- Early modern art history in global perspective
- Drawing and print cultures
- Nature, plants and picture-making
- Eco-art history and ecocriticism
- "Artful instruction: pictorializing and printing artistic knowledge in early modern Germany", Word and Image, 36, 2 (2020), pp. 101-134 (DOI: 10.1080/02666286.2019.1631732), URL: https://www.tandfonline.com/doi/full/10.1080/02666286.2019.1631732
- "'Draw everything that exists in the world.' ’t Light der Teken en Schilderkonst and the shaping of art ed-ucation in early modern northern Europe", Nederlands Kunsthistorisch Jaarboek (NKJ) /Netherlandish Year-book for History of Art 68 (2019): Lessons in Art. Art, Education, and Modes of Instruction since 1400, eds. Eric Jorink, Ann-Sophie Lehmann and Bart Ramakers, pp. 286-321 (DOI: https://doi.org/10.1163/22145966-06801010), URL: https://brill.com/view/journals/nkjo/68/1/article-p286_10.xml?language=en
Jaya Remond studied in Paris and London before gaining her PhD in art history at Harvard University. She specializes in drawing and print cultures at the intersection of art and science, with a particular focus on the development of artistic education as well as in the worldwide circulation of pictorial knowledge through paper tools. Her research positions picture-making, artifacts, artistic practices and ideas in the contexts of visual culture and science. By envisioning image-making as knowledge-making, she explores the material and intellectual conditions of image production and the expertise of artists within and beyond artistic circles in the early modern world. Her work explores how, in early modern Europe and be-yond, artists used innovative techniques – in terms of layout, pictorial technologies and strategies – to train their audiences in new modes of seeing and/or learning. She has published on art pedagogy and drawing manuals in Northern Europe, on botany and picture-making, and on the circulation of prints in early modern Europe.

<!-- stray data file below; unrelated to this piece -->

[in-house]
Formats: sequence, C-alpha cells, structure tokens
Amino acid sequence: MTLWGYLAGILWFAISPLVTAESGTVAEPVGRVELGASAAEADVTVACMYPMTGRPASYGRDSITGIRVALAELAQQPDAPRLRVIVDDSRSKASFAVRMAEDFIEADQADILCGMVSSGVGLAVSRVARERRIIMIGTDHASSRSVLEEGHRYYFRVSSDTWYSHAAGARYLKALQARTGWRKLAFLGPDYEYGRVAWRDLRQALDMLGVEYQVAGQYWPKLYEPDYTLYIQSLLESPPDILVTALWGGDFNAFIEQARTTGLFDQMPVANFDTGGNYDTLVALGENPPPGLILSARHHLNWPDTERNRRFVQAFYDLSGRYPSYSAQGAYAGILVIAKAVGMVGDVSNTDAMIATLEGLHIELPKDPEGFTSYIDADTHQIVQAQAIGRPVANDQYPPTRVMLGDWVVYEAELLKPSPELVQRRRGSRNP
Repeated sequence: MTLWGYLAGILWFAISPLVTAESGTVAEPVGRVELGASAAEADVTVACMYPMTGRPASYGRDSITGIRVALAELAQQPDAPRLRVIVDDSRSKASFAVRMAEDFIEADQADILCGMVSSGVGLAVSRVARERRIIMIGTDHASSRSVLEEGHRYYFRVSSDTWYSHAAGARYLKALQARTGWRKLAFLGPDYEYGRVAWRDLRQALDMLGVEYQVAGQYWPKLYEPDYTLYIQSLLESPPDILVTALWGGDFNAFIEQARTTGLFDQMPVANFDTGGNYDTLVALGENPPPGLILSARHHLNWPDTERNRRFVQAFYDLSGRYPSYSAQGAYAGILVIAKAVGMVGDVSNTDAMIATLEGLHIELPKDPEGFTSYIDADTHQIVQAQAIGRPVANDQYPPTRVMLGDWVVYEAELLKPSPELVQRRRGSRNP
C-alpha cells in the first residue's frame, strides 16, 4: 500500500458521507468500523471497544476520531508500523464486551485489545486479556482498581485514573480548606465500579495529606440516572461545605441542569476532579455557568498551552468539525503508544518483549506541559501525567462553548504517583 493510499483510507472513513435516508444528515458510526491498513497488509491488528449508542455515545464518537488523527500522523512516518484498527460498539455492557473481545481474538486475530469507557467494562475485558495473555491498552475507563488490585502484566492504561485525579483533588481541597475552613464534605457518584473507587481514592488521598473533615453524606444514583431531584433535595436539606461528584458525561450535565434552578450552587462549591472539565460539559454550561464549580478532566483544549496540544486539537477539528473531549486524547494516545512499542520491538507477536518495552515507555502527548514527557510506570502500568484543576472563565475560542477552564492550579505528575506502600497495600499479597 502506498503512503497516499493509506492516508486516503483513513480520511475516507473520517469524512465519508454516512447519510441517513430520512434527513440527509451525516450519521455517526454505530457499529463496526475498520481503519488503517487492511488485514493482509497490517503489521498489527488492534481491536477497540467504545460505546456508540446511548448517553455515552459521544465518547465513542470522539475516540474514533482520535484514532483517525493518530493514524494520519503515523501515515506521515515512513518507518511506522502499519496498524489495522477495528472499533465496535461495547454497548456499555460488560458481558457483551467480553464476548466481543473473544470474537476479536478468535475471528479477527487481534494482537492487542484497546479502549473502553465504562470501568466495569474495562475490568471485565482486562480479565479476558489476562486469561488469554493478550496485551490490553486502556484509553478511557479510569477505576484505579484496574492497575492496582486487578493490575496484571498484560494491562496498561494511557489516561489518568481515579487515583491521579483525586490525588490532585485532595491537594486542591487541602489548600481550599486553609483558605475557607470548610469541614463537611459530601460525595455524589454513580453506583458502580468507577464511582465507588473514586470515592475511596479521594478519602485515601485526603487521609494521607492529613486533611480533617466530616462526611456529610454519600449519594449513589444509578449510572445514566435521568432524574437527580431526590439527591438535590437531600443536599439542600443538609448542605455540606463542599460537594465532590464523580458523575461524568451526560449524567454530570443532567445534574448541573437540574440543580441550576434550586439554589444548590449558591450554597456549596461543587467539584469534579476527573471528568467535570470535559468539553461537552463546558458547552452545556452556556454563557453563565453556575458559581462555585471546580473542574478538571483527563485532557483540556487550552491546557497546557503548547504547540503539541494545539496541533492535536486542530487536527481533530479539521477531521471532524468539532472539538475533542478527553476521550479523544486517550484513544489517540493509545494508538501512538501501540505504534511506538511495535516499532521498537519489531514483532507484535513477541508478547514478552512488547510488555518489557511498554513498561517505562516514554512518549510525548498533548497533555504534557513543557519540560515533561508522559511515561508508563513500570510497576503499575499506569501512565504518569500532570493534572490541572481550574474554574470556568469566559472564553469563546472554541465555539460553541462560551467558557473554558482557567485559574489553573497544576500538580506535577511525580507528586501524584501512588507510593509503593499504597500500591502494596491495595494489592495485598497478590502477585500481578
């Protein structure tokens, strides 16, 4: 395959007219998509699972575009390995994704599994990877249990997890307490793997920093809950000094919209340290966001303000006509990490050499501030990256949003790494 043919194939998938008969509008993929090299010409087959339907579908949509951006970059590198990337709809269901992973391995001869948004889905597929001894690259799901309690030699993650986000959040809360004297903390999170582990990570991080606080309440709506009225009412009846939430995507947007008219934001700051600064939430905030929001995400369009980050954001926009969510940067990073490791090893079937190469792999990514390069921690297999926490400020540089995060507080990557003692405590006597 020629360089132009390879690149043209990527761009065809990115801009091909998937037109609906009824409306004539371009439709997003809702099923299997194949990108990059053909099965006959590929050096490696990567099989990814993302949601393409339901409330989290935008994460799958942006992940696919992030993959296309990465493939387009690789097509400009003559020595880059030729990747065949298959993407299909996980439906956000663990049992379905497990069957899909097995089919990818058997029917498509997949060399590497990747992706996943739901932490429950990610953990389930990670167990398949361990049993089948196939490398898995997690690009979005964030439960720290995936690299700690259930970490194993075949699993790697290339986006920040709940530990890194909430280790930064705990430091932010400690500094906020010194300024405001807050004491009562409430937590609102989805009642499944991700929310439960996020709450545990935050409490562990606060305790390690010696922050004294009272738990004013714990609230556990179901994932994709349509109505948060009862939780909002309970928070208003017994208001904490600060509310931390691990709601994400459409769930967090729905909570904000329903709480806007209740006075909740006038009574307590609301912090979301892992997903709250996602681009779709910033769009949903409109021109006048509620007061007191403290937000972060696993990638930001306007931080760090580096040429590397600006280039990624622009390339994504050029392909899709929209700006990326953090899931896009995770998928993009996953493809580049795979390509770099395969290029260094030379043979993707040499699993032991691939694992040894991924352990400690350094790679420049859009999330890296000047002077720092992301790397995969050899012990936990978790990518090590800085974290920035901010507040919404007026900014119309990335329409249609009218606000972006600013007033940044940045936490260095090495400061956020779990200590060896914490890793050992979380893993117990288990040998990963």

Prior to coming to the Bibliotheca Hertziana, Jaya held residential postdoctoral fellowships at the Max Planck Institute for the History of Science in Berlin, the Getty Research Institute in Los Angeles (Scholars Program), The Harvard University Center for Italian Renaissance Studies at Villa I Tatti, and the Herzog August Bibliothek in Wolfenbüttel. Her research has been supported by grants and fellowships from the Graduate School of Arts and Sciences at Harvard University, the Germanisches Nationalmuseum, the Kress Foundation, the Max-Weber Stiftung, and the Gerda-Henkel Stiftung among others.